Outpatient Alcoholism Treatment
vs.
Inpatient Alcohol Treatment Center



Outpatient Alcoholism Treatment
Who should choose this option, what does it involve and does is it work?



Deciding that enough is enough and that your drinking has got to stop is a difficult enough step to take in itself.

However, there is another decision you need to make, and that is whether to attend a residential alcohol treatment center or whether to try outpatient alcoholism treatment.

This page has been written to give you the information needed to choose the path that is best for you, when it comes to treating your alcohol dependency.



What Does Inpatient Treatment Involve?

Inpatient treatment is when you attend a center specifically catering to those with alcoholism and/or other addictions. You can expect to stay at an inpatient alcohol treatment center for at least four weeks, the regimen will include:

  • An initial medical evaluation which will determine your state of health, identify any health problems that your alcoholism may have caused and an assessment of the severity of your alcoholism. Appropriate medication may also be prescribed.
  • A psychiatric evaluation to determine if you have any signs of mental illness such as depression. If you do then this will also have to be treated (dual-diagnosis).
  • Alcoholism Detox
  • Group therapy
  • One-to-one therapy with a counselor.
  • An introduction to support groups (usually 12-step) that will be available to you after your treatment.
  • Engaging in the everyday running of the treatment center. Some, but not all, treatment center get their patients/clients to do the cooking, cleaning. clothes washing etc. in the facility. This is a form of life-skills therapy; many alcoholics have never had (or not for a long time) a 'normal' daily routine, that others take for granted.
  • Other holistic treatments/therapies. Depending on the treatment center there may well be meditation, art therapy, cognitive behavioral therapy, yoga, taichi and so on.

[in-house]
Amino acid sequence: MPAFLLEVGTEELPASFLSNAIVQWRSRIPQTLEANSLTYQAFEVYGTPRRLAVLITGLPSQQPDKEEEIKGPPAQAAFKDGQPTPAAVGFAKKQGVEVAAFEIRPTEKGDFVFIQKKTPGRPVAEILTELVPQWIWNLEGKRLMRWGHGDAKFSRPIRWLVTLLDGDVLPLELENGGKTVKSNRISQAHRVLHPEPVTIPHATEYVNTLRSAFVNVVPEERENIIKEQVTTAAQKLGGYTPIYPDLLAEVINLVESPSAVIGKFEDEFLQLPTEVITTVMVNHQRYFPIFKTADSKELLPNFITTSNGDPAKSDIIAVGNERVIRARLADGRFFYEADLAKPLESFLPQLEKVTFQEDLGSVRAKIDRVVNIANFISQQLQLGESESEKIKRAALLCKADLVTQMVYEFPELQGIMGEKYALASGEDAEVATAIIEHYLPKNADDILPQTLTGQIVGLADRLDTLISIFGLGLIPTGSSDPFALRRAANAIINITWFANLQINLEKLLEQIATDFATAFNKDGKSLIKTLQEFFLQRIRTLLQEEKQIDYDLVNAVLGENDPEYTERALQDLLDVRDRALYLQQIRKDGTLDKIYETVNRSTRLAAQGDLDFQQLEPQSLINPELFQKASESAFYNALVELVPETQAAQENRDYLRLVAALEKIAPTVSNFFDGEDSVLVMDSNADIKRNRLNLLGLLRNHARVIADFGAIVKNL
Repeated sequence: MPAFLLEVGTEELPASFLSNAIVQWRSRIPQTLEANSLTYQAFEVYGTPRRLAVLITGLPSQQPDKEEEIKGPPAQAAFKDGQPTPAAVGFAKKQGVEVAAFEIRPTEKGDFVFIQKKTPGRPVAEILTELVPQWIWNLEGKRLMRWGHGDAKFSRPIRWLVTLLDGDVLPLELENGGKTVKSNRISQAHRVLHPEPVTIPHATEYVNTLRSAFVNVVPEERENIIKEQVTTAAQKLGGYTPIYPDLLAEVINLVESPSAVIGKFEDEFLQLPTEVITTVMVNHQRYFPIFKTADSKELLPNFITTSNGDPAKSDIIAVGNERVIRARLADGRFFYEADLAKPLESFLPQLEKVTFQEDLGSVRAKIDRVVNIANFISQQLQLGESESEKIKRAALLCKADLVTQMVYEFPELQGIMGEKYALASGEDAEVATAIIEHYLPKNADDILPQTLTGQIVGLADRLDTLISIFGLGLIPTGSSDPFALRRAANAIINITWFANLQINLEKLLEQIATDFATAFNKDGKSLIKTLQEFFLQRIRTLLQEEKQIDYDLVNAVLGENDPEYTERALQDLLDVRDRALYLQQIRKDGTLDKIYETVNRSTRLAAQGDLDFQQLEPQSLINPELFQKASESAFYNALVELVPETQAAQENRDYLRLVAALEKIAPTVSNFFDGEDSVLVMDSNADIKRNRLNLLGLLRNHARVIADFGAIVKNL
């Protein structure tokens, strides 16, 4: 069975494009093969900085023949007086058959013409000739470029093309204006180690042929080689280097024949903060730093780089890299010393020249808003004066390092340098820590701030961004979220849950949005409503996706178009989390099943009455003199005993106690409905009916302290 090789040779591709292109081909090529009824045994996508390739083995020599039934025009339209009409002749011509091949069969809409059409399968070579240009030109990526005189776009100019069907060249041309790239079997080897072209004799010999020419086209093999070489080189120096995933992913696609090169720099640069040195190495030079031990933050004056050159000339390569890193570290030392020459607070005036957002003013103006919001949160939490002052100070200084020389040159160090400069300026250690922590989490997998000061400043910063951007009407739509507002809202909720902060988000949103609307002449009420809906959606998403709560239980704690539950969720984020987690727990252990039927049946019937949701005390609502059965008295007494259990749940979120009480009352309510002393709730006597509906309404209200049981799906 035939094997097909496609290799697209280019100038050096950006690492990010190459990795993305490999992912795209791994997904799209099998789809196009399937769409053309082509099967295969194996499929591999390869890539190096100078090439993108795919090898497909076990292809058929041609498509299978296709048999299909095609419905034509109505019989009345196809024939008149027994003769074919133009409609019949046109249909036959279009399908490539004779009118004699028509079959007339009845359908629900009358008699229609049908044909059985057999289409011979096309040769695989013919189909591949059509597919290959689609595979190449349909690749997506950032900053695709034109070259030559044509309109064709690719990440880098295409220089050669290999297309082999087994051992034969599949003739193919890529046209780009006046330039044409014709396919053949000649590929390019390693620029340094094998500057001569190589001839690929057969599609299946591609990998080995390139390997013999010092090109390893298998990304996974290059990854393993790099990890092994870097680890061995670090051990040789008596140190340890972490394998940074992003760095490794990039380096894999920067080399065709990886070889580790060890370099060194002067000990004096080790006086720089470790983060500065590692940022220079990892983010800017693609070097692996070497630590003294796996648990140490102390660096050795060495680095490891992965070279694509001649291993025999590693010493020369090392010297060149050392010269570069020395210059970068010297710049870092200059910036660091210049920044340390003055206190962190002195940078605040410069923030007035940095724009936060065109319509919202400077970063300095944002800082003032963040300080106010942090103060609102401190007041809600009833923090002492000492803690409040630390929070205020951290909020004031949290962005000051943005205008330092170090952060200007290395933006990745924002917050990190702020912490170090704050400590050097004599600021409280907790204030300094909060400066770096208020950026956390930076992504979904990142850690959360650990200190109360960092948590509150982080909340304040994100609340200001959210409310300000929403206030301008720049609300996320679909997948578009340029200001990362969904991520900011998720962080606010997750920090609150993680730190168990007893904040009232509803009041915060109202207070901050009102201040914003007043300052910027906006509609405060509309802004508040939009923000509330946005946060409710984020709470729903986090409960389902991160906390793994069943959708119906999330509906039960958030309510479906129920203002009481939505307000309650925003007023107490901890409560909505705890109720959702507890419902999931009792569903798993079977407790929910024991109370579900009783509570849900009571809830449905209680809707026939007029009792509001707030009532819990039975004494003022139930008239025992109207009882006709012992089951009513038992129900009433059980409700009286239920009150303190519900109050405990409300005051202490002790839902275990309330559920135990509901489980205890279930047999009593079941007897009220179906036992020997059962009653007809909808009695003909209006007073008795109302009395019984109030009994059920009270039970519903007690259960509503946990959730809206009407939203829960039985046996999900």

• An aftercare plan including a relapse prevention plan identifying alcohol relapse triggers and how to cope with them.
  • Confrontational therapy with family members, colleagues, friends and others impacted by your drinking.
  • A final medical/psychiatric evaluation.
As you can probably imagine such a treatment regimen is not cheap and can run to 5 figures. The expense of inpatient alcohol treatment centers is one of the reasons why some choose outpatient alcoholism treatment. There are others too...


Why Choose Outpatient Alcoholism Treatment

There are a number of reasons why you might not want to attend inpatient treatment:

  • As pointed out above, it is expensive. If you don't have health insurance, you are not covered by your existing health insurance or that of your employer then an inpatient alcohol treatment center is just not an option.
  • You don't have to take extended leave from your work.
  • Your family/friends can help and give you support (if you have not alienated them with your drinking).
  • Your alcohol dependency may not be that severe i.e. you are only in the first stage of alcoholism, or displaying the first signs of alcoholism.
  • You may not want others to know about your addiction, attending a treatment center means your condition may become public knowledge.
  • There may not be an alcoholism treatment center in your locality. If there is it may not be to your liking e.g. adhere to the 12-step method, which many find incompatible with their beliefs.


If you or someone close to you wants help and advice on quitting drinking in an outpatient setting, then take a look at the following pages:



What Does Outpatient Alcoholism Treatment Involve?

You can attend treatment centers on an outpatient basis. This usually means attending for a number of hours each week. Many of the therapies etc. you partake in would be much the same as those on the inpatient program.

However, outpatient alcoholism treatment at a center, although cheaper than inpatient treatment is still expensive, and that is why 85% of alcoholics never seek professional treatment, either never attempting to quit alcohol or going it alone.

If you choose to quit drinking without being affiliated to a treatment center, then either you or your family need to make a plan as to what you need to do to get well. You can also enlist the help of your physician/doctor for advice. This last step is essential when it comes to detoxing from alcohol.